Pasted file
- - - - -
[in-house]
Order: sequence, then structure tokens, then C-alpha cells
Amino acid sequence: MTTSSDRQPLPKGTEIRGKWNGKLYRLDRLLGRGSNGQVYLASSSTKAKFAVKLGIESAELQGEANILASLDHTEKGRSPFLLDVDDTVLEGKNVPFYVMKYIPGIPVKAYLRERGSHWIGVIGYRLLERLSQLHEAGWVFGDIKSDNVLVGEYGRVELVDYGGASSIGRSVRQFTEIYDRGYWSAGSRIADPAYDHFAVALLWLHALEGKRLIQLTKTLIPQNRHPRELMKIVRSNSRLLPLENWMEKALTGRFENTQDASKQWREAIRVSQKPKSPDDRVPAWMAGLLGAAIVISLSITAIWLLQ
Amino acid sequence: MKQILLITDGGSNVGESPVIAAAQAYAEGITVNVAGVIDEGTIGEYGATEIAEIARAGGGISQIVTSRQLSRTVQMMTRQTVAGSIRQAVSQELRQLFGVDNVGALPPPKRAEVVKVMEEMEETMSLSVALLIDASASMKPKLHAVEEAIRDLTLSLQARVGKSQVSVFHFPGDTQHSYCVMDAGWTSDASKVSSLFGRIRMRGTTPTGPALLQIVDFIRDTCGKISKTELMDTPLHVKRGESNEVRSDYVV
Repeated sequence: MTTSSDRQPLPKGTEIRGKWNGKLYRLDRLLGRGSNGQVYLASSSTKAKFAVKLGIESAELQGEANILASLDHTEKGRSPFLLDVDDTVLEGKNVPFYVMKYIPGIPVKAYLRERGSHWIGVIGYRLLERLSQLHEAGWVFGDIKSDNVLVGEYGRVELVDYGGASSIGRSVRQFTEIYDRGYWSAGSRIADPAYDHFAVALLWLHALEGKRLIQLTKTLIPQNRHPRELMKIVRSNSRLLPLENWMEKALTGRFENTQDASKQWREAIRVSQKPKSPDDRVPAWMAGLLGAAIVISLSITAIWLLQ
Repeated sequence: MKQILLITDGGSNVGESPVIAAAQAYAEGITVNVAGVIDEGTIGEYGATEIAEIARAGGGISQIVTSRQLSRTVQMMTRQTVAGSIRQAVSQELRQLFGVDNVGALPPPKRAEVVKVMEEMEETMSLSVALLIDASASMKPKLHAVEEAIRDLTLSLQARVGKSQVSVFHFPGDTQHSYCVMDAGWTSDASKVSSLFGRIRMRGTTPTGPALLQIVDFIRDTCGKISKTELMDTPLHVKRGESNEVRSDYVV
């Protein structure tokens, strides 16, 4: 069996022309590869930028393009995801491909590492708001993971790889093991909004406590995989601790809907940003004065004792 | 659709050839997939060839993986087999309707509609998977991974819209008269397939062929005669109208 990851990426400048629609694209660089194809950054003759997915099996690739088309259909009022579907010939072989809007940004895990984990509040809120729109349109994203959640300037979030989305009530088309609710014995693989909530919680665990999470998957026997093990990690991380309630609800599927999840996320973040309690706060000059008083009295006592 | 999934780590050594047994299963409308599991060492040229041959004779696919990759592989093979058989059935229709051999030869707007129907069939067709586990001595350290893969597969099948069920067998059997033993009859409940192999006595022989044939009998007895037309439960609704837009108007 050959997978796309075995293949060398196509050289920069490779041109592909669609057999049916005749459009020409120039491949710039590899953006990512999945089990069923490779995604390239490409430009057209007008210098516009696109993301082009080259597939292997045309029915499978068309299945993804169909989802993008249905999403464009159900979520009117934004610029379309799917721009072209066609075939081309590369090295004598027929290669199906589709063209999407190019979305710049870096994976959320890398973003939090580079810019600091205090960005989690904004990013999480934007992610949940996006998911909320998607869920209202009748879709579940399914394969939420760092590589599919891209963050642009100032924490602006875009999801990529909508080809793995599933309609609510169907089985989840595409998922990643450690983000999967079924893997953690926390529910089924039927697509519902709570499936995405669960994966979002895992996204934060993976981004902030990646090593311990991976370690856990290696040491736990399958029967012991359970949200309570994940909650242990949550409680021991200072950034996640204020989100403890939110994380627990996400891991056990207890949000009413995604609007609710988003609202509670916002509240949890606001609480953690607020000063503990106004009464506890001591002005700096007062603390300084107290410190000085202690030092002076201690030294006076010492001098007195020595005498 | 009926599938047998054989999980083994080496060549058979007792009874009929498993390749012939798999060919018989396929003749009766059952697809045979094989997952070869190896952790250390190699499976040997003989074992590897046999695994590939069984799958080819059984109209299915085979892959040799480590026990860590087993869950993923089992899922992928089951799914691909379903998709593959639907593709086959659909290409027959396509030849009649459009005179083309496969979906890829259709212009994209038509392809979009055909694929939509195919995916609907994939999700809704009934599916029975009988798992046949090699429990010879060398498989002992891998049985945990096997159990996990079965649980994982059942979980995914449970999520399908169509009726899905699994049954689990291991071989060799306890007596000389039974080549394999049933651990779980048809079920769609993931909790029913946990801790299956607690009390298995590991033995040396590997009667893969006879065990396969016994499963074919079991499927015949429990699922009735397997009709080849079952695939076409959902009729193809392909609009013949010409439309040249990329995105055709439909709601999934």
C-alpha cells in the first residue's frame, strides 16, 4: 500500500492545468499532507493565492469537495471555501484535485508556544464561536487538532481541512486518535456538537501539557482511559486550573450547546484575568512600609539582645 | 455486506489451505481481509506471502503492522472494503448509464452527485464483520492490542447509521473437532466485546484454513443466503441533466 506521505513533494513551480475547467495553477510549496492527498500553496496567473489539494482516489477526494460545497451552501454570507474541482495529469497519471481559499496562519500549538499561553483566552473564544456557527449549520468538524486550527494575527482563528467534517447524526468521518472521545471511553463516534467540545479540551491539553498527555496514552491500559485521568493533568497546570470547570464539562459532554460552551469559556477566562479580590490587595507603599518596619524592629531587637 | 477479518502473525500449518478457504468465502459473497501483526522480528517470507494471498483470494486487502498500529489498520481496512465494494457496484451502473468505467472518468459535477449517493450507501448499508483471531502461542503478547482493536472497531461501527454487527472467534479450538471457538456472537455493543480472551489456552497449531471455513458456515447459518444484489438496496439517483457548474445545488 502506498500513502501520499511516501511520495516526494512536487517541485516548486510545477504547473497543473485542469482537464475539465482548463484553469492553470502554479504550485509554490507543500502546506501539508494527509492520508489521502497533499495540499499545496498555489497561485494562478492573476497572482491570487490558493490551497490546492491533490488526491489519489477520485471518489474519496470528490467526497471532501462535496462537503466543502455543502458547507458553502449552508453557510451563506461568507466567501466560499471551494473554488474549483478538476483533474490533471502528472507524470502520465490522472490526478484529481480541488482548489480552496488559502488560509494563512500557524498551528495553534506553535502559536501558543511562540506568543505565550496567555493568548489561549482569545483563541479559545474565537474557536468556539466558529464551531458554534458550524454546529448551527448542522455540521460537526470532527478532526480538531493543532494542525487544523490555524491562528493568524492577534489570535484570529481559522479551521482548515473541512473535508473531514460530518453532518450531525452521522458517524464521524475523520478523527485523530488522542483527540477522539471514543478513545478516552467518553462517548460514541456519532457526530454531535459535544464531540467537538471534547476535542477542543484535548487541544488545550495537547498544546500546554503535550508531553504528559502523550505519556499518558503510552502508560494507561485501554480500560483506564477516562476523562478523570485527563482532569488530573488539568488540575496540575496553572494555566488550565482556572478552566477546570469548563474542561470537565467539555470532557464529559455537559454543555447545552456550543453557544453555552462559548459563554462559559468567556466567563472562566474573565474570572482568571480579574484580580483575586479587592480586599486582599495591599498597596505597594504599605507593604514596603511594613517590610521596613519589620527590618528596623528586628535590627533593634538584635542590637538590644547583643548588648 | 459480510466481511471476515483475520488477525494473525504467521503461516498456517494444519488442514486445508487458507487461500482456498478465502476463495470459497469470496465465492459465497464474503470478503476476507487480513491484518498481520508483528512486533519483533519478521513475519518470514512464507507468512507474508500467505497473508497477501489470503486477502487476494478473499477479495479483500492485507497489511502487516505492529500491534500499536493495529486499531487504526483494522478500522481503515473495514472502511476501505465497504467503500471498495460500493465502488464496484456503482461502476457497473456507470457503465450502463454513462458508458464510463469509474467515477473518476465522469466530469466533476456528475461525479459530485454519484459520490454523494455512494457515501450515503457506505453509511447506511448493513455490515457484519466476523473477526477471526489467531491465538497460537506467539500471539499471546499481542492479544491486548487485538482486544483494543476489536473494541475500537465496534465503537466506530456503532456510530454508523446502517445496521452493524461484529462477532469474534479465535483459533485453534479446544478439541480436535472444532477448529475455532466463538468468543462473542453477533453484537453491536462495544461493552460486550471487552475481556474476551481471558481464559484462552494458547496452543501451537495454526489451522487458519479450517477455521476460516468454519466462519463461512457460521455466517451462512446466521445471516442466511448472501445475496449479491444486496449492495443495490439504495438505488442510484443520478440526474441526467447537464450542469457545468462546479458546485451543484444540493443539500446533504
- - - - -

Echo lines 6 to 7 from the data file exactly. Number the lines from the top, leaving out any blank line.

Repeated sequence: MKQILLITDGGSNVGESPVIAAAQAYAEGITVNVAGVIDEGTIGEYGATEIAEIARAGGGISQIVTSRQLSRTVQMMTRQTVAGSIRQAVSQELRQLFGVDNVGALPPPKRAEVVKVMEEMEETMSLSVALLIDASASMKPKLHAVEEAIRDLTLSLQARVGKSQVSVFHFPGDTQHSYCVMDAGWTSDASKVSSLFGRIRMRGTTPTGPALLQIVDFIRDTCGKISKTELMDTPLHVKRGESNEVRSDYVV
């Protein structure tokens, strides 16, 4: 069996022309590869930028393009995801491909590492708001993971790889093991909004406590995989601790809907940003004065004792 | 659709050839997939060839993986087999309707509609998977991974819209008269397939062929005669109208 990851990426400048629609694209660089194809950054003759997915099996690739088309259909009022579907010939072989809007940004895990984990509040809120729109349109994203959640300037979030989305009530088309609710014995693989909530919680665990999470998957026997093990990690991380309630609800599927999840996320973040309690706060000059008083009295006592 | 999934780590050594047994299963409308599991060492040229041959004779696919990759592989093979058989059935229709051999030869707007129907069939067709586990001595350290893969597969099948069920067998059997033993009859409940192999006595022989044939009998007895037309439960609704837009108007 050959997978796309075995293949060398196509050289920069490779041109592909669609057999049916005749459009020409120039491949710039590899953006990512999945089990069923490779995604390239490409430009057209007008210098516009696109993301082009080259597939292997045309029915499978068309299945993804169909989802993008249905999403464009159900979520009117934004610029379309799917721009072209066609075939081309590369090295004598027929290669199906589709063209999407190019979305710049870096994976959320890398973003939090580079810019600091205090960005989690904004990013999480934007992610949940996006998911909320998607869920209202009748879709579940399914394969939420760092590589599919891209963050642009100032924490602006875009999801990529909508080809793995599933309609609510169907089985989840595409998922990643450690983000999967079924893997953690926390529910089924039927697509519902709570499936995405669960994966979002895992996204934060993976981004902030990646090593311990991976370690856990290696040491736990399958029967012991359970949200309570994940909650242990949550409680021991200072950034996640204020989100403890939110994380627990996400891991056990207890949000009413995604609007609710988003609202509670916002509240949890606001609480953690607020000063503990106004009464506890001591002005700096007062603390300084107290410190000085202690030092002076201690030294006076010492001098007195020595005498 | 009926599938047998054989999980083994080496060549058979007792009874009929498993390749012939798999060919018989396929003749009766059952697809045979094989997952070869190896952790250390190699499976040997003989074992590897046999695994590939069984799958080819059984109209299915085979892959040799480590026990860590087993869950993923089992899922992928089951799914691909379903998709593959639907593709086959659909290409027959396509030849009649459009005179083309496969979906890829259709212009994209038509392809979009055909694929939509195919995916609907994939999700809704009934599916029975009988798992046949090699429990010879060398498989002992891998049985945990096997159990996990079965649980994982059942979980995914449970999520399908169509009726899905699994049954689990291991071989060799306890007596000389039974080549394999049933651990779980048809079920769609993931909790029913946990801790299956607690009390298995590991033995040396590997009667893969006879065990396969016994499963074919079991499927015949429990699922009735397997009709080849079952695939076409959902009729193809392909609009013949010409439309040249990329995105055709439909709601999934």